Come January, let the games begin at American University.
Along with courses in fundamental journalistic skills like writing, editing, photo and data, students will be able to take a class on the fundamentals of games.
“The Design of Game Play” is taught by Lindsay Grace, a well-known designer of games who previously started a similar program at Miami University.
The course represents not only a new 500-level elective but a larger shift in thinking Grace hopes to cultivate where games form the center of interdisciplinary study. When psychology was on the rise in the last century, people started seeing that psychology was in everything, he said. Games present a modern-day parallel.
“I’m a real champion of games being a kind of liberal arts education in the 21st century,” he said. “Games are a case study in how to construct interesting experiences.”
At a time when news games are becoming more prevalent and media companies are seeing more clearly the value of audience engagement in their products, games-centered classes are starting to populate more journalism schools. Besides American University, the University of Nevada, Reno has been active on the games front, and a year ago Iowa University tried its hand at a course to teach aspiring journalists how to write about and review games.
Could this be the start of a games revolution in journalism schools, or even academia at large?
Games as part of an interdisciplinary education
Grace, who came to American University in the fall, said he believes games are a medium of the future. People have always played them, but there’s a greater recognition that games are more than just frivolous pastimes and can be an agent for change or a practice space for human behaviors.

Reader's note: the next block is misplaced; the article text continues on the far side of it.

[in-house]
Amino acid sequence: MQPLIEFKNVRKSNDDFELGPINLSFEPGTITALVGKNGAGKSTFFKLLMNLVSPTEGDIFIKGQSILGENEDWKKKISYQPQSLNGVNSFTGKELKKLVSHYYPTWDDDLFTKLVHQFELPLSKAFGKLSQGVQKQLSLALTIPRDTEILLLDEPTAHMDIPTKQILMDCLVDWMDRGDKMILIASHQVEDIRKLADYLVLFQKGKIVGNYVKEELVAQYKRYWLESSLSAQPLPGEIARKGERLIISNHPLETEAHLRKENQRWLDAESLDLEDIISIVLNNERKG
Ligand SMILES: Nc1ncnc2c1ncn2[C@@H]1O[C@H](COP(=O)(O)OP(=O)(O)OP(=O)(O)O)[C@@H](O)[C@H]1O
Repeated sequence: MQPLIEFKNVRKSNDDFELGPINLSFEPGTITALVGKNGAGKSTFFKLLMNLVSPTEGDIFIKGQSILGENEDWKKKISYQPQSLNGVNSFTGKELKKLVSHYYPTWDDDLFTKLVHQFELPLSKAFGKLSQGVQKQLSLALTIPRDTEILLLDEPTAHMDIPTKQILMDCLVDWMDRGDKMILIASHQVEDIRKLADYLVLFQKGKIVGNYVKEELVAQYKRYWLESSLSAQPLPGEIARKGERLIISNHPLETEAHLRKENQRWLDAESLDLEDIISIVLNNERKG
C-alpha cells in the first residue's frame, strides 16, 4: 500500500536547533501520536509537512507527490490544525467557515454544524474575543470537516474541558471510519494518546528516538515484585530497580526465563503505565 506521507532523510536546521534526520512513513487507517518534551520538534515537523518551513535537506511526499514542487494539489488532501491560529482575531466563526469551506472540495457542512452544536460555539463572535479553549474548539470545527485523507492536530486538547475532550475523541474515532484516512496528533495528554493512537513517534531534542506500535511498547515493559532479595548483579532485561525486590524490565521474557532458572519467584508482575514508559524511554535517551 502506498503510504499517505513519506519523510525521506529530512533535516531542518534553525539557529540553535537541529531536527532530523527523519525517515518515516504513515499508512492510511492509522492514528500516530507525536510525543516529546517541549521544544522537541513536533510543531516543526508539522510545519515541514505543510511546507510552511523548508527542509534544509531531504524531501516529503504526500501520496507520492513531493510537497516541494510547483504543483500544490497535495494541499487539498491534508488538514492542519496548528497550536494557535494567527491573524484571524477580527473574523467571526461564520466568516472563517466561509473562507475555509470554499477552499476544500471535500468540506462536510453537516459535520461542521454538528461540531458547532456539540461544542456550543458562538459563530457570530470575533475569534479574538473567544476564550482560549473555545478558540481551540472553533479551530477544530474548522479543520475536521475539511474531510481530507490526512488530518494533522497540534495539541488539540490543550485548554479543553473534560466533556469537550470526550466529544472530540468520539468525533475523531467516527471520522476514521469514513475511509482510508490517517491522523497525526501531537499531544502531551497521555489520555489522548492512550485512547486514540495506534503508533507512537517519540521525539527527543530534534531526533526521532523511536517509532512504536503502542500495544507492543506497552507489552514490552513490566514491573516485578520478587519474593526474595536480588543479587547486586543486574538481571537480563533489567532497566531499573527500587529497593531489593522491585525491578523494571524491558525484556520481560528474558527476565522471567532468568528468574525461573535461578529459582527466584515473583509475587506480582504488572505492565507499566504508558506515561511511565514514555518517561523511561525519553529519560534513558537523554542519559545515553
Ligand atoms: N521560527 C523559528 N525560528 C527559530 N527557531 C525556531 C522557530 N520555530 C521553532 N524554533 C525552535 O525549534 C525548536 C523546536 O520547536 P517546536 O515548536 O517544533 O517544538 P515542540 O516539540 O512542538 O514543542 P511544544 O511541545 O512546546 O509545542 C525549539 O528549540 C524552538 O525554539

The most acclaimed game Grace has constructed, “Wait” is based around the notion of stopping and smelling the roses.
“As they walk, the world disappears, and if they stay still more of the world is revealed,” he said. ”Players are rewarded for taking the more exploratory approach.”
In the same way, games courses he has previously taught in Miami University’s Interactive Media Studies program — and the one planned for American — are a “fly-by view” of how different disciplines view fun, play and games. The class involves theory and discussion and also some basic game-building. It’s not incredibly technical, he said, but a starting ground to understand the place of games in the world. The curriculum is still undergoing approval, but Grace said building a basic paper or design prototype of a game will likely be part of the class, because the exercise is akin to a vision quest in how much it challenges someone.
Most important to him is to involve a wide array of students. The course falls in the School of Communications, but it’s not restricted to communications students. Most majors can find value in studying games and can excel in this area of study. In fact, in Miami some of Grace’s star students were pre-med.
“I believe in an interdisciplinary approach,” he said. “If you have someone who’s a communications student, and you sit them next to someone with a background in business, they’ll come up with two entirely different experiences and notions around what audiences need.”
At the same time, he sees specific potential for games to positively benefit journalism and is excited by the growth in news and editorial games.